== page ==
Friday, January 11, 2008

Tampering with Science

We are used to this sort of thing in the United States. Twelve scientists and two non-scientists from the commission charged with monitoring genetically modified organisms have protested that Jean-François Le Grand, the chairman of the commission, deliberately misrepresented their report by announcing that the group had found reason for "serious doubt" about the safety of Monsanto's MON 810. "Serious doubt" is of course the magic phrase required to authorize the government to intervene to block use of the product in the name of the "precautionary principle."

It seems that, just as genetically modified organisms (GMO) can be used to control pests, politically modified organizations (PMO) can be used to control pesky protests, such as the hunger strike staged by José Bové and his confederates. So the question is, Why buy off Bové? What does Sarko l'Américain owe José the mustachioed marauder of McDonald's and the very symbol of a certain French anti-American populism?

Critique of Badiou

Le Monde this morning chose to notice Alain Badiou's book De quoi Sarkozy est-il le nom?, but only to dismiss it contemptuously as a screed "imbued with a Marxism-Leninism drawing on orthodox sources ('Mao-Stal,' as one might have said in the 1970s)." For those who prefer intelligent, indeed brilliant, critical analysis to such dismissal by labeling, I recommend this essay by Bernard Girard, who stands Badiou on his head and gets to the heart of what is wrong with his anti-parliamentary politics, while adding a useful typology of anti-parliamentary political theories as an extra bonus. Chapeau, Bernard!

Ministerial Evaluations

Rue89 has decided not to wait for Mars & Co. to deliver its grades on the ministers in Fillon's Government. The Rue89 ranking system is two-dimensional, with visibility on one axis and independence on the other. The only serious disagreement I have involves Fadela Amara, who is ranked high in both visibility and independence. Visible she is, but her independence hasn't amounted to much that I can see. Of course the plan for the cities hasn't yet been presented, and has now been postponed until February (by the president's staff, which didn't bother to notify Amara), but my gut tells me that she hasn't had much influence on its content. She's the public face of a policy that hasn't thus far been pushed very hard or taken on any very definite contours. Sarko's allusion in his press conference to a plan for "greater Paris" seemed to catch Amara (and Delanoë) by surprise.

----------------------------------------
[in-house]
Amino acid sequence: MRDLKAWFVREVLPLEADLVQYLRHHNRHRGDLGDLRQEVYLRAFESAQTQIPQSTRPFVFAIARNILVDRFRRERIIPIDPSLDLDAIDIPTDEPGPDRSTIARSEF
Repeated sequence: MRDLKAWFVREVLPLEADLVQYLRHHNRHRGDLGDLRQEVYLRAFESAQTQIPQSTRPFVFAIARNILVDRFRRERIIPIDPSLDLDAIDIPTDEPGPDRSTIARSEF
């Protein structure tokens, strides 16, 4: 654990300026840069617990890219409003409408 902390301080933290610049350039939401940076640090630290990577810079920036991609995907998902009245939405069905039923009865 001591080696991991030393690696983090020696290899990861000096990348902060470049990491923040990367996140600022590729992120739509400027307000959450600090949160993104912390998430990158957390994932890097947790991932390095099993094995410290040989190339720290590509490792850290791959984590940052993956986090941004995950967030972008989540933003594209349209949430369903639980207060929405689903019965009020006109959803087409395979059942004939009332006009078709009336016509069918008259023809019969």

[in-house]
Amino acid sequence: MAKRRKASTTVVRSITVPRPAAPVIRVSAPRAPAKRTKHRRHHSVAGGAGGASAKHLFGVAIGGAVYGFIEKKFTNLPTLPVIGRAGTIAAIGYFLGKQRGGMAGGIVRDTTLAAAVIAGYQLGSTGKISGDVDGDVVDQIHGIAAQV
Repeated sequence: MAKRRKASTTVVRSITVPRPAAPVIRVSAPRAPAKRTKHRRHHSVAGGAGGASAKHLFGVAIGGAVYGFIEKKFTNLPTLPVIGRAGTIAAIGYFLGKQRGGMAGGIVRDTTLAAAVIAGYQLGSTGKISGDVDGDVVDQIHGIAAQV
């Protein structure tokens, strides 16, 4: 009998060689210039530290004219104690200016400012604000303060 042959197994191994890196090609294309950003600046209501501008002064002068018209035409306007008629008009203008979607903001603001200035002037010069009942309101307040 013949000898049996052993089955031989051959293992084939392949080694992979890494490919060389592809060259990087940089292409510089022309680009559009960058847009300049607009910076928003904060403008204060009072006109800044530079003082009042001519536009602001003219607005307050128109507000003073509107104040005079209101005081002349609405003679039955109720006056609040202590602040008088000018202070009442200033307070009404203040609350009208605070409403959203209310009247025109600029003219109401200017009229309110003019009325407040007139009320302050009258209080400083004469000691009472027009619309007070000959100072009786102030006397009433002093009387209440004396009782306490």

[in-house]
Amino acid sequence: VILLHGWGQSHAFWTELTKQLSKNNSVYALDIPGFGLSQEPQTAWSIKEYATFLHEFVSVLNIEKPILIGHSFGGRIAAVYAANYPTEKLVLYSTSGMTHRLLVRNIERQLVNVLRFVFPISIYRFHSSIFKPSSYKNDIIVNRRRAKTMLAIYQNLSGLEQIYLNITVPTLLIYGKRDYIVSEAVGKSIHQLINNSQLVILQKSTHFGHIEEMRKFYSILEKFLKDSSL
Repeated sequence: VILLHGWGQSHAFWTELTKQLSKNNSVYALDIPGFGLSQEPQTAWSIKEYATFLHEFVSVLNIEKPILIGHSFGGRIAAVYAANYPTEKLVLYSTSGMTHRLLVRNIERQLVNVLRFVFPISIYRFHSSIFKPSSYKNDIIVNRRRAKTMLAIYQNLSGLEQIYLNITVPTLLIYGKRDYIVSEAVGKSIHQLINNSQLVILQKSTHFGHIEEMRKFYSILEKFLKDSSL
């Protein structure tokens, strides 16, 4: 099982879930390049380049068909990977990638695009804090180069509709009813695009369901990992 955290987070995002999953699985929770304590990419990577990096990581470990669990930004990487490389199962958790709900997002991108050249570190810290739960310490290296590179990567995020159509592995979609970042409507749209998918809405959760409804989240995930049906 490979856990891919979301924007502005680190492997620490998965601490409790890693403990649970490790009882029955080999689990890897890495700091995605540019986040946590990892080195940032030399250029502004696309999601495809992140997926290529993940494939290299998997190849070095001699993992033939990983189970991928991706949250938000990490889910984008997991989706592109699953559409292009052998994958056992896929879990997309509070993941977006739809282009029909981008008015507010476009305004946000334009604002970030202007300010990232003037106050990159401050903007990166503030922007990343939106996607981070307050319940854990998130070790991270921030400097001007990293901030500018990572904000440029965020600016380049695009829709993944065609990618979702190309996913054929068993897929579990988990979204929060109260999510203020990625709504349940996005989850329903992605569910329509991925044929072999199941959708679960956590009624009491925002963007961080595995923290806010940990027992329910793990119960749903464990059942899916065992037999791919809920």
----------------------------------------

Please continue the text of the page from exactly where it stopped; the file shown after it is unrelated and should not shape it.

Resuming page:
The Unnatural Leader of the Party

Time was, I wrote quite a bit about the internal squabbles of the Socialist Party. Eventually it became clear that this would be a slowly evolving process--or train wreck--and I moved on, even if the Socialists didn't. I revert to the subject today only because there is yet another sign that the glacier is melting. Julien Dray, one of Ségolène Royal's inner circle, says that "'aujourd'hui, la candidature de Ségolène Royal à la tête du PS n'est plus naturelle' et qu'elle va rouvrir une crise' dans le parti" (SR's candidacy is no longer natural today and it's going to revive the crisis in the party). I'm not quite sure what he means by "natural," but presumably it's something like, "Her victory cannot be taken for granted, she is not the inevitable choice for party leader, there are plenty of other worthy candidates to consider such as, er, for example, myself." But lest he be accused of a narcissism equal to that of which Hollande has accused Sarkozy, he lets it be known that he has no taste for a "war of party chieftains" or a reprise of the Congrès de Rennes.

Among the other contenders, there is Pierre Moscovici, who posted on his blog a rather tortuous explanation of his position on the simplified European treaty. Briefly, Moscovici is for the treaty on its merits, as he was for the original constitutional treaty, but he wasn't too keen on holding a referendum on that treaty, and events proved him right; now, however, he isn't too keen, either, on not holding a referendum, since, having consulted the people once, it's really an insult to pass the damn thing anyway without consulting them again. Frankly, I feel his pain. What's a good European to do? It is a hell of a mess that the pro-European elites have gotten themselves into. But états d'âmes are for intellectuals. Party leaders are supposed to have strategies, and I don't see much use in Moscovici's hand-wringing (though I might like to see him as head of the party).

Sarkozy's approach at least has the merit of grabbing the bull by the horns: "The people voted wrong, they're going to have Europe whether they like it or not, and if they don't like it they can throw me out of office in four years and five months." Of course Sarkozy has the advantage of controlling his own party. Nobody controls the basket of crabs that the Socialist Party has become. The idea that these contentious crustaceans might have a "natural leader" does seem rather quaint. As Dray says, "there will be a war." The only question is whether it will be nuclear war, in which no one is left standing, or a War of the Roses, from which a ruler emerges. Indeed, Shakespeare offers a rather apt description of French politics today: